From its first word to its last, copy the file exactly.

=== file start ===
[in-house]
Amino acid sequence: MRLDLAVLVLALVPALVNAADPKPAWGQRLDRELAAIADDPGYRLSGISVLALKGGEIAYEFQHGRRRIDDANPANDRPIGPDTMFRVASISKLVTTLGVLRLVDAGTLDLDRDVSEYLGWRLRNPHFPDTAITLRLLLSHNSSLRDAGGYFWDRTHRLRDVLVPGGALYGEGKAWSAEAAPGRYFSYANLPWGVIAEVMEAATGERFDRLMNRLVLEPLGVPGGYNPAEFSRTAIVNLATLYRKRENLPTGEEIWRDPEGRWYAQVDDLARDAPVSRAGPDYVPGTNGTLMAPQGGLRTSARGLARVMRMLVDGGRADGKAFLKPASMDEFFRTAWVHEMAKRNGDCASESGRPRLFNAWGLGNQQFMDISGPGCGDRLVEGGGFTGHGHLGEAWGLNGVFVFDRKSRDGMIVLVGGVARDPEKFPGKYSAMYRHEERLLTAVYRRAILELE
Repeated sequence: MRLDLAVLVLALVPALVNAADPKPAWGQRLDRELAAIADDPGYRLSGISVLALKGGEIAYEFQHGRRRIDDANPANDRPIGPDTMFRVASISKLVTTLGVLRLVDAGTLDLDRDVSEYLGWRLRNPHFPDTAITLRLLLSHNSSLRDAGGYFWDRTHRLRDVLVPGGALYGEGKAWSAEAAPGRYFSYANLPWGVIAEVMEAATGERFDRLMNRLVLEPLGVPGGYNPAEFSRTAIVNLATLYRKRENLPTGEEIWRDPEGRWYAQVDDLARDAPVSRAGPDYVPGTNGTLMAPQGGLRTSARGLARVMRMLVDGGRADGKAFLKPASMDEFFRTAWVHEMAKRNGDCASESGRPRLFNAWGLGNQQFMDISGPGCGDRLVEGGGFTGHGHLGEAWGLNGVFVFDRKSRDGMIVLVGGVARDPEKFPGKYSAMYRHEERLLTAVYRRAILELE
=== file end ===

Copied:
[in-house]
Amino acid sequence: MRLDLAVLVLALVPALVNAADPKPAWGQRLDRELAAIADDPGYRLSGISVLALKGGEIAYEFQHGRRRIDDANPANDRPIGPDTMFRVASISKLVTTLGVLRLVDAGTLDLDRDVSEYLGWRLRNPHFPDTAITLRLLLSHNSSLRDAGGYFWDRTHRLRDVLVPGGALYGEGKAWSAEAAPGRYFSYANLPWGVIAEVMEAATGERFDRLMNRLVLEPLGVPGGYNPAEFSRTAIVNLATLYRKRENLPTGEEIWRDPEGRWYAQVDDLARDAPVSRAGPDYVPGTNGTLMAPQGGLRTSARGLARVMRMLVDGGRADGKAFLKPASMDEFFRTAWVHEMAKRNGDCASESGRPRLFNAWGLGNQQFMDISGPGCGDRLVEGGGFTGHGHLGEAWGLNGVFVFDRKSRDGMIVLVGGVARDPEKFPGKYSAMYRHEERLLTAVYRRAILELE
Repeated sequence: MRLDLAVLVLALVPALVNAADPKPAWGQRLDRELAAIADDPGYRLSGISVLALKGGEIAYEFQHGRRRIDDANPANDRPIGPDTMFRVASISKLVTTLGVLRLVDAGTLDLDRDVSEYLGWRLRNPHFPDTAITLRLLLSHNSSLRDAGGYFWDRTHRLRDVLVPGGALYGEGKAWSAEAAPGRYFSYANLPWGVIAEVMEAATGERFDRLMNRLVLEPLGVPGGYNPAEFSRTAIVNLATLYRKRENLPTGEEIWRDPEGRWYAQVDDLARDAPVSRAGPDYVPGTNGTLMAPQGGLRTSARGLARVMRMLVDGGRADGKAFLKPASMDEFFRTAWVHEMAKRNGDCASESGRPRLFNAWGLGNQQFMDISGPGCGDRLVEGGGFTGHGHLGEAWGLNGVFVFDRKSRDGMIVLVGGVARDPEKFPGKYSAMYRHEERLLTAVYRRAILELE